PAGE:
Prostate Cancer Screening Ardmore OK

It initially appeared that a prior family history of prostate cancer was the dominant factor in motivating men to be screened. Men with a family history of prostate cancer were found to be 40% more likely to get screened than those without such history. However, upon closer scrutiny, researchers discovered that family history is only a primary motivator for men who are currently married or co-habitating.

Clinton Amos Medbery, MD
(405) 272-7311
1011 14th Ave NW
Ardmore, OK
Specialties
Radiology, Radiation Oncology, Medical Oncology
Gender
Male
Languages
English
Education
Medical School: Med Univ Of Sc Coll Of Med, Charleston Sc 29425
Graduation Year: 1976

Data Provided by:
Oneita Floydette Taylor, MD
(918) 579-8200
1120 S Utica Ave
Tulsa, OK
Specialties
Oncology (Cancer), Radiation Oncology
Gender
Female
Education
Medical School: Univ Of Ks Sch Of Med, Kansas City Ks 66103
Graduation Year: 1981
Hospital
Hospital: Hillcrest Med Ctr, Tulsa, Ok
Group Practice: Radiation Oncology Svc

Data Provided by:
Diane Marie Heaton, MD
(918) 744-2071
1923 S Utica Ave
Tulsa, OK
Specialties
Oncology (Cancer), Radiation Oncology
Gender
Female
Education
Medical School: Univ Of Il Coll Of Med, Chicago Il 60680
Graduation Year: 1988

Data Provided by:
Robert Edward Reynolds
(405) 752-0871
13301 N Meridian Ave
Oklahoma City, OK
Specialty
Hematology / Oncology

Data Provided by:
Robert Sukman, MD
(405) 848-6439
Oklahoma City, OK
Specialties
Oncology (Cancer), Radiation Oncology
Gender
Male
Education
Medical School: Univ Of Tx Med Branch Galveston, Galveston Tx 77550
Graduation Year: 1946
Hospital
Hospital: Integris Baptist Med Ctr, Oklahoma City, Ok

Data Provided by:
Sunil A Patel
(405) 271-4022
920 Stanton L Young Blvd
Oklahoma City, OK
Specialty
Hematology / Oncology

Data Provided by:
Ralph G Ganick, MD
(405) 228-7100
1011 N Dewey Ave
Oklahoma City, OK
Specialties
Oncology (Cancer), Hematology-Internal Medicine
Gender
Male
Education
Medical School: Boston Univ Sch Of Med, Boston Ma 02118
Graduation Year: 1967
Hospital
Hospital: St Anthony Hospital, Oklahoma City, Ok; Presbyterian Hospital, Oklahoma City, Ok
Group Practice: Cancer Care Assoc

Data Provided by:
Sakher Abdullah
(405) 271-8299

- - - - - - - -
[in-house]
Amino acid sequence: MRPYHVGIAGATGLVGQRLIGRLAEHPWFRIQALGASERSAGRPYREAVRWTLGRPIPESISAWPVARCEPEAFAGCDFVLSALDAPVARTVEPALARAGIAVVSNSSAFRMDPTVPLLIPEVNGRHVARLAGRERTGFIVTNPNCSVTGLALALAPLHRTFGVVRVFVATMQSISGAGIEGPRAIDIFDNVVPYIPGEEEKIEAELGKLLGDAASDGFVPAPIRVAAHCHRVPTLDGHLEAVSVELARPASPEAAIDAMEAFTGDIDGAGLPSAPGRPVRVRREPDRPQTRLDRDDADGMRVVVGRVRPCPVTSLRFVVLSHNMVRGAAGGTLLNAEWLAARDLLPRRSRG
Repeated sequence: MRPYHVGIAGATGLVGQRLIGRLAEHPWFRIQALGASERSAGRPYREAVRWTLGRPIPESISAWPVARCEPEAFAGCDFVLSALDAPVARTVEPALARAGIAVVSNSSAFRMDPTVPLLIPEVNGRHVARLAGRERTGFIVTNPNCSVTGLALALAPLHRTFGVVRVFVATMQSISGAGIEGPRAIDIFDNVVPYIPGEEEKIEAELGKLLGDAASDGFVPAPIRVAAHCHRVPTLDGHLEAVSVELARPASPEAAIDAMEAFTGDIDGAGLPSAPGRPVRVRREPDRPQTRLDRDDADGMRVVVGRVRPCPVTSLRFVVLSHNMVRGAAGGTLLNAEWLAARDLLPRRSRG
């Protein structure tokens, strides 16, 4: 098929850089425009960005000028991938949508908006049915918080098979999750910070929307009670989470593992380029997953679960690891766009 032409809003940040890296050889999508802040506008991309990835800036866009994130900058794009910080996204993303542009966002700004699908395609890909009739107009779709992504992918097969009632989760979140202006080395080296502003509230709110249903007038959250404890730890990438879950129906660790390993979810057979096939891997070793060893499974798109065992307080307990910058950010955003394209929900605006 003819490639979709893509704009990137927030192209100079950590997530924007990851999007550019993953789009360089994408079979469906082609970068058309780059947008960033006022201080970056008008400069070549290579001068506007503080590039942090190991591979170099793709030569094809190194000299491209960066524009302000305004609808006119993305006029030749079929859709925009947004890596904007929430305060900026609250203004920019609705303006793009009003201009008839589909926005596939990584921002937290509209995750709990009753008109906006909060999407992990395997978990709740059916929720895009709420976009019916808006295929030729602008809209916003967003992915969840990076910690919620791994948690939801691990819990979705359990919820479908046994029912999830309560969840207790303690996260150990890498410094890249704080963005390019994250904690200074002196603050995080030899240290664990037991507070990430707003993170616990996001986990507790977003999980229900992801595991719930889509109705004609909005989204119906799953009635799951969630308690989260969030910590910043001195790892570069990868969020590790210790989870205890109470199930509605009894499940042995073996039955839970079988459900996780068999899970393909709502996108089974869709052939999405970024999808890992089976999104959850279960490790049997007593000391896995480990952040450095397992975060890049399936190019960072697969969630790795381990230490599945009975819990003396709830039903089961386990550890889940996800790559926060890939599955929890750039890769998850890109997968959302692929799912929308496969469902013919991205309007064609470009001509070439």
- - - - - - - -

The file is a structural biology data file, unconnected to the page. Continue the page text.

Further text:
825 Ne 10th St
Oklahoma City, OK
Specialty
Hematology / Oncology

Data Provided by:
Samuel Frederick Brunk, MD
(918) 496-5000
2408 E 81st St Ste 100
Tulsa, OK
Specialties
Oncology (Cancer), Internal Medicine
Gender
Male
Education
Medical School: Univ Of Va Sch Of Med, Charlottesville Va 22908
Graduation Year: 1959

Data Provided by:
Kapil Saxena, MD
(405) 271-5311
940 NE 13th St
Oklahoma City, OK
Specialties
Oncology (Cancer)
Gender
Male
Education
Medical School: J Nehru Med Coll, Univ Rajasthan, Ajmer, Rajasthan, India
Graduation Year: 1991

Data Provided by:
Data Provided by:

Single Men and Risk of Prostate Cancer

Is it possible that being a single male could prove to be hazardous to your health? Research suggests that this may indeed be the case if you are a single male at risk of prostate cancer. A long term men’s health study was recently conducted on over 2,400 U.S. men. Results of the study were used to gain insight into the factors that motivate men to proactively seek prostate screenings. It initially appeared that a prior family history of prostate cancer was the dominant factor in motivating men to be screened. Men with a family history of prostate cancer were found to be 40% more likely to get screened than those without such history. However, upon closer scrutiny, researchers discovered that family history is only a primary motivator for men who are currently married or co-habitating.

What’s Love Got to Do With It?

Researchers must do subsequent research to determine what additional factors have a direct bearing on motivating men to get prostate screenings. However, the initial evidence clearly shows that involvement in a committed relationship, be it marriage or co-habitation, has a positive impact in this regard. Conventional wisdom is that the concerned significant other exerts influence to persuade or encourage the at risk male to receive regular prostate screenings. An analysis of higher risk men, who live alone, showed that they are less likely to be screened than those at lower risk who live with a wife or partner. Recognizing the significance of this finding has caused researchers to consider directly targeting spouses and partners, in addition to the at risk men themselves, in hopes of increasing the percentage of men regularly getting screened.

Other Risk Factors

While interesting to consider, singleness, is far from being the most important risk factor for assessing the likelihood of contracting prostate cancer. Studies show that African American men are 61% more likely than their Caucasian counterparts to develop prostate cancer. Men with a first degree relative (i.e. father, brother, son) with the disease are twice as likely to contract it. In addition to race and genetics, social and environmental factors such as diet and nutrition can play a contributing role as well.

Early Detection is Key

Prostate cancer affects roughly 1 in 6 men. Instances of contracting this cancer are nominal in men under 40. However, the rate increases exponentially for men who fall in the 40-59 age bracket. Prostate cancer, like any cancer, is most curable when detected in the early stages. The recommendation of the American Cancer Society is that men with a family history of prostate cancer be initially screened for the disease once they turn 45, and annually thereafter.

 

Click here to read more from Single Edition